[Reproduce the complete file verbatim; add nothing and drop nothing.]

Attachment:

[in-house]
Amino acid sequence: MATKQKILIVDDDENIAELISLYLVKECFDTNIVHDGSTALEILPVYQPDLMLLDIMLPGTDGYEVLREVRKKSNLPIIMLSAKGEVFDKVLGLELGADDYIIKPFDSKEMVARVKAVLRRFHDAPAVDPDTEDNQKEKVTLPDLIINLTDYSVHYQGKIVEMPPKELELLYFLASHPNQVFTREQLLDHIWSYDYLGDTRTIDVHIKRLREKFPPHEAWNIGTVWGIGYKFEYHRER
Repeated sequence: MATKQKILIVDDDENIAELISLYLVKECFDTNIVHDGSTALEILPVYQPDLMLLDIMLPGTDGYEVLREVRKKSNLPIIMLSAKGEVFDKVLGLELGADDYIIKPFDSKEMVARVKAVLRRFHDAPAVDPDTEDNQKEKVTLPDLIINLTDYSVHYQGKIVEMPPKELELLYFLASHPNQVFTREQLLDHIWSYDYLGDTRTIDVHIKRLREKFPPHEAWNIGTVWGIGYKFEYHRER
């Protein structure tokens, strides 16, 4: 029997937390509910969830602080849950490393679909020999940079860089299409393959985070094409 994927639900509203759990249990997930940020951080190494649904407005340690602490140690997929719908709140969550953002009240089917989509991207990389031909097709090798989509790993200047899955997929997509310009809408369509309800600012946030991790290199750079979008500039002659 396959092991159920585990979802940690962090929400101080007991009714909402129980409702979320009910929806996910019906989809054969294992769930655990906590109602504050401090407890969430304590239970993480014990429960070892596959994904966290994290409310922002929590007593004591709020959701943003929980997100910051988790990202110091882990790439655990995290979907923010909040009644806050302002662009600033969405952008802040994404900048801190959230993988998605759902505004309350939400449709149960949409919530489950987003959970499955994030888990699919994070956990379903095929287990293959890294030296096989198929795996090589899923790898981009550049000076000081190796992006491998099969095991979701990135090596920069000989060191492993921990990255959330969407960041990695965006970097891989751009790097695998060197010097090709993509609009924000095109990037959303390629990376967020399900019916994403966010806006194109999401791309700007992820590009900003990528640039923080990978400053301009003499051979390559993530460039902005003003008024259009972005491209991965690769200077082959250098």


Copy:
[in-house]
Amino acid sequence: MATKQKILIVDDDENIAELISLYLVKECFDTNIVHDGSTALEILPVYQPDLMLLDIMLPGTDGYEVLREVRKKSNLPIIMLSAKGEVFDKVLGLELGADDYIIKPFDSKEMVARVKAVLRRFHDAPAVDPDTEDNQKEKVTLPDLIINLTDYSVHYQGKIVEMPPKELELLYFLASHPNQVFTREQLLDHIWSYDYLGDTRTIDVHIKRLREKFPPHEAWNIGTVWGIGYKFEYHRER
Repeated sequence: MATKQKILIVDDDENIAELISLYLVKECFDTNIVHDGSTALEILPVYQPDLMLLDIMLPGTDGYEVLREVRKKSNLPIIMLSAKGEVFDKVLGLELGADDYIIKPFDSKEMVARVKAVLRRFHDAPAVDPDTEDNQKEKVTLPDLIINLTDYSVHYQGKIVEMPPKELELLYFLASHPNQVFTREQLLDHIWSYDYLGDTRTIDVHIKRLREKFPPHEAWNIGTVWGIGYKFEYHRER
């Protein structure tokens, strides 16, 4: 029997937390509910969830602080849950490393679909020999940079860089299409393959985070094409 994927639900509203759990249990997930940020951080190494649904407005340690602490140690997929719908709140969550953002009240089917989509991207990389031909097709090798989509790993200047899955997929997509310009809408369509309800600012946030991790290199750079979008500039002659 396959092991159920585990979802940690962090929400101080007991009714909402129980409702979320009910929806996910019906989809054969294992769930655990906590109602504050401090407890969430304590239970993480014990429960070892596959994904966290994290409310922002929590007593004591709020959701943003929980997100910051988790990202110091882990790439655990995290979907923010909040009644806050302002662009600033969405952008802040994404900048801190959230993988998605759902505004309350939400449709149960949409919530489950987003959970499955994030888990699919994070956990379903095929287990293959890294030296096989198929795996090589899923790898981009550049000076000081190796992006491998099969095991979701990135090596920069000989060191492993921990990255959330969407960041990695965006970097891989751009790097695998060197010097090709993509609009924000095109990037959303390629990376967020399900019916994403966010806006194109999401791309700007992820590009900003990528640039923080990978400053301009003499051979390559993530460039902005003003008024259009972005491209991965690769200077082959250098």